Elon Musk Mocks SEC and Criticizes Short-Sellers on Twitter

In a barrage of tweets, Elon Musk has made his views about the market very clear.
Jessica Miley
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Elon Musk has criticized investment fund managers like BlackRock for supporting short sellers, a group of investors who have been on Musk’s radar since his announcement to make Tesla private.


In a series of tweets, the CEO of Tesla and SpaceX Musk accused BlackRock of making "excessive profit" from lending shares they hold to short sellers because "they're suffering a net loss."

Short sellers are investors that borrow shares from large fund managers, sell the shares and hope that the value of the shares fall so they can buy them back to make a profit. The fund managers who lend the stock, in a process called securities lending earn a fee from the short sellers or other investors who borrow the stock.

Large funds grow fat on supporting short-selling 

The Financial Times reported in April that BlackRock made $597 million in revenue last year from lending securities. At the same time, large funds have reduced the management fees on certain products and services as competition in the area increases.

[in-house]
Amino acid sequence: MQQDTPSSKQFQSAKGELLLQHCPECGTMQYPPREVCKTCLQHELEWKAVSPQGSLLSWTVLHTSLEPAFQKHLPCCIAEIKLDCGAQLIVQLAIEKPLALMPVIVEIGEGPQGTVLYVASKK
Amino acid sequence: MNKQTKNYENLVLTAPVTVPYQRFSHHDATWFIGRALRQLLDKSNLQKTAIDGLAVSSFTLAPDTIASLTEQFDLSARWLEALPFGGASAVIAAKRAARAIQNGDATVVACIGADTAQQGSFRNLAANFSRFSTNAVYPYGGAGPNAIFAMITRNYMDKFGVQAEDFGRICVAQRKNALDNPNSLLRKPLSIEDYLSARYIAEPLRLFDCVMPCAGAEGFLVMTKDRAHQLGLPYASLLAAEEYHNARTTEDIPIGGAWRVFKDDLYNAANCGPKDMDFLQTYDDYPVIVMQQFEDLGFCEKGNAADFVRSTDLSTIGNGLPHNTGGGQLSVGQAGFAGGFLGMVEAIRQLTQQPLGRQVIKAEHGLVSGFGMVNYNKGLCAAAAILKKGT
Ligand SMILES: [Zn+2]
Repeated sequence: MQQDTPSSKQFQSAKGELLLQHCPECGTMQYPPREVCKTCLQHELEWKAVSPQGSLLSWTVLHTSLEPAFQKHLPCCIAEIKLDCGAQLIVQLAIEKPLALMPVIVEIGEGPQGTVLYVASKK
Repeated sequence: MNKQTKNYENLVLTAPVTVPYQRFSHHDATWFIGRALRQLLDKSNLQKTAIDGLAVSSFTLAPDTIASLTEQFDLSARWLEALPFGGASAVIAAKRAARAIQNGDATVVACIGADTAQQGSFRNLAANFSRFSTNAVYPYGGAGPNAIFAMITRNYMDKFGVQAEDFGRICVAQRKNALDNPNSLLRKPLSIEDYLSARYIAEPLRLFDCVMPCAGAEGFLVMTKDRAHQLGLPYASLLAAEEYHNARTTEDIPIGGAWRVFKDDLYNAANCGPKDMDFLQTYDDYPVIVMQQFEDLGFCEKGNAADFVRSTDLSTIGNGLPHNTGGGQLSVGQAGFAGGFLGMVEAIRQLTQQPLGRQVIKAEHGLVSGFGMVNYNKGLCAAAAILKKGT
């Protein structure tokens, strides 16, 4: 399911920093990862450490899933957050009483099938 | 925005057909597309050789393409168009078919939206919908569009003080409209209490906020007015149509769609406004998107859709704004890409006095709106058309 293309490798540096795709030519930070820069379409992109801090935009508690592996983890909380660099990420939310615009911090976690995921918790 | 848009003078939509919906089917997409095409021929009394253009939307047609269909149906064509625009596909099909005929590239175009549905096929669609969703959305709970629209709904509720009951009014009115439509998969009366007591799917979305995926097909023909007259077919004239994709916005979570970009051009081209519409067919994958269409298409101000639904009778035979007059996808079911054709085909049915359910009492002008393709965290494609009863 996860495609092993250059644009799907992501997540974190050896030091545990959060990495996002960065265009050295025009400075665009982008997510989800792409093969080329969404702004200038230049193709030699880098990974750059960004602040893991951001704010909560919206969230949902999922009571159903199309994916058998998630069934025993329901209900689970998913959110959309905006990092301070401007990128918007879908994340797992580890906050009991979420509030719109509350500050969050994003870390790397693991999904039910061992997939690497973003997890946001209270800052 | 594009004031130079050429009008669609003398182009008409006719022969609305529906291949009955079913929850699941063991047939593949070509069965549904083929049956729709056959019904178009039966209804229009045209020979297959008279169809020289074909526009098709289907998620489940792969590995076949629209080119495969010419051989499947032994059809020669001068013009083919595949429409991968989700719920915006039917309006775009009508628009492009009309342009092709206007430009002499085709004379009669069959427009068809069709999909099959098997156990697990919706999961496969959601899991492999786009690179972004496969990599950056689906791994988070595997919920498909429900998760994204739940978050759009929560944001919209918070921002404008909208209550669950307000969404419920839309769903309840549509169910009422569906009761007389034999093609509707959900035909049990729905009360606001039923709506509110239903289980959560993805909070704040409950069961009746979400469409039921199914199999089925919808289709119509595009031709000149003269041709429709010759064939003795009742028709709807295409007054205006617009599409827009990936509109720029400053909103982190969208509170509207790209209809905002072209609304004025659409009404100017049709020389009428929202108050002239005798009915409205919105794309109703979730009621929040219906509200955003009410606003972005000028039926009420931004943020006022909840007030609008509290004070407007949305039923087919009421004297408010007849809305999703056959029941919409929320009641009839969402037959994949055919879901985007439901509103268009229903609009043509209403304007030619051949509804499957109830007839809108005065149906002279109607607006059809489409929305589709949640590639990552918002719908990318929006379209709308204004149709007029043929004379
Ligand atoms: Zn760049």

Both Fidelity Investments and Vanguard offered no-fee trading services this year as part of a move to retain a clients base. Musk has accused the large funds saying "there is no rational basis" for long-term shareholders to engage in that business. He went on to say that the practice "dilutes the shareholder base" while giving short sellers "a strong incentive to attack the company by whatever means possible."

Musk also claimed that many small investors in passive index funds aren’t aware that their holdings are being lent to short sellers. The series of tweets received a huge amount of attention online.

Musk supporters question CEO's market understanding 

Many have questioned Musk’s understanding of the market. Despite promising the Tesla board he would tone down his Twitter usage Musk’s rampage on the topic went as far to mock the Securities and Exchange Commission by calling it the "Short Seller Enrichment Commission" and said what short sellers do "should be illegal."

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The comments came only days after Musk agreed to settle with the commision about tweets he sent over claims he had funding to take Tesla private. Musk agreed to step down as the Tesla chairman and also agreed to pay a $20m.

Short-sellers said they had lost millions after the tweets were sent as the price of Tesla's stock shot up. Tesla is a favored target for short sellers, thanks to its well-reported cash burn and struggle to make a profit.

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